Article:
The proliferation of mobile handsets with increasingly advanced data capabilities, coupled with greatly widened transmission pipes, has made life easier, more productive and even safer for personnel in the enterprise, public utility and first-responder sectors. But it also has created giant headaches for those on the back end who have to figure out how to keep from being buried by the incredible amount of data these devices generate. Further complicating matters is the size of some of these files — streaming video comes immediately to mind — as wider pipes inevitably lead to much bigger data files.

More data and larger files demand bigger and better storage solutions that must be reliable, retrievable and highly secure. Demand for such solutions is being driven not only by market forces, but also by federal rule-makings. For example, businesses and federal agencies are now required to keep all of their data for a longer period of time to adhere to a late 2007 amendment to the Federal Rules of Civil Procedure (FRCP) by the U.S. Supreme Court that addressed electronic discovery of evidence during federal court cases. Similarly, the health care sector also must comply with stringent data-security regulations mandated by the Health Insurance Portability and Accountability Act of 1996.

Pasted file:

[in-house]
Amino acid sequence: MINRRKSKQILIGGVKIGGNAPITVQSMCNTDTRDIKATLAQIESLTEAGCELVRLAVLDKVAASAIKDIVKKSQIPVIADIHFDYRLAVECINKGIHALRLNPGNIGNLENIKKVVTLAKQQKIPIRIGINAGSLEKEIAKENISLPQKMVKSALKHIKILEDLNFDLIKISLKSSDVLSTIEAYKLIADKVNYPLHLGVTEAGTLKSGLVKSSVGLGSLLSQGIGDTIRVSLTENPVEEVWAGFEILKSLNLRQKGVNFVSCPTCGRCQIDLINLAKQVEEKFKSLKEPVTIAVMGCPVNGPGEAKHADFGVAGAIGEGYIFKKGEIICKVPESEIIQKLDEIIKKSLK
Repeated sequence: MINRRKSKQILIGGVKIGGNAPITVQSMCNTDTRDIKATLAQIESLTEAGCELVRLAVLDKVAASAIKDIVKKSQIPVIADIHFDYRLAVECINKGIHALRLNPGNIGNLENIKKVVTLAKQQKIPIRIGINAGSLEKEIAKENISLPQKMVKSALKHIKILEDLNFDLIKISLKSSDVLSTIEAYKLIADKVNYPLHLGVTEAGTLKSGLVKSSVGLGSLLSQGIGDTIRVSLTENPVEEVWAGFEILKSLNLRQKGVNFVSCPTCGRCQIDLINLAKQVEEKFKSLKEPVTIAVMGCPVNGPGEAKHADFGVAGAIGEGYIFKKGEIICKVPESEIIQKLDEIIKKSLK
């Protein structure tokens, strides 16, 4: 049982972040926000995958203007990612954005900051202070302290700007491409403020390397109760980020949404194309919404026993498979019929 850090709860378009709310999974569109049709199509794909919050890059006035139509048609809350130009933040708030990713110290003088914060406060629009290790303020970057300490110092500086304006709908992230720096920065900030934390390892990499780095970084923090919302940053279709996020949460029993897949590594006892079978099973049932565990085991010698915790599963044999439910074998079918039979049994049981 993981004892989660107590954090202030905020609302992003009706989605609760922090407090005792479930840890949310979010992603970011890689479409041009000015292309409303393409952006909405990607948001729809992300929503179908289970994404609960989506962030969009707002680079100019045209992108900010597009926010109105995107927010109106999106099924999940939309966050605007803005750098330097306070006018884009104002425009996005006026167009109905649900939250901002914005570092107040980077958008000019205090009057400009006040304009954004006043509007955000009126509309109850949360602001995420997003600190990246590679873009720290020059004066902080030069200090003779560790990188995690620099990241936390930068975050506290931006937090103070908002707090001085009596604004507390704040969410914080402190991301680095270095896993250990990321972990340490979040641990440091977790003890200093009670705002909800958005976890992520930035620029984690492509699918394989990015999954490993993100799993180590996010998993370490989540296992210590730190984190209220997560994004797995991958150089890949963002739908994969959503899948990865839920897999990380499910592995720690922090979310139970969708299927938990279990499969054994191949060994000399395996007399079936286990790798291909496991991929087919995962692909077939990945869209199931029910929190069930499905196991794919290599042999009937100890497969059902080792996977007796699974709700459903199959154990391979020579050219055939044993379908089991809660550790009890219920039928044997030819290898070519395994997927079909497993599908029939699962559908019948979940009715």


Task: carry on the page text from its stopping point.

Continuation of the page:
This costs money and energy. Economically and environmentally speaking, housing data can be a large capital expense, said Greg Schulz, founder of StorageIO, an IT infrastructure technology analyst firm. Powering hardware and software — and protecting the data via encryption, backups and replications — can place a tremendous strain on any budget — even that of a large federal agency.

Schulz said federal data centers account for about 10% of all power consumed by information-technology data centers located within the U.S. A federal law enacted in 2006 requires that these centers install energy-efficient computer servers.

“Buried in the law is that federal agencies have to show some improvement in energy efficiency,” Schulz said. “Data center operators need to determine how to develop the environment to be 20% more efficient and carry that efficiency over to the next year — when data storage needs increase 20%.”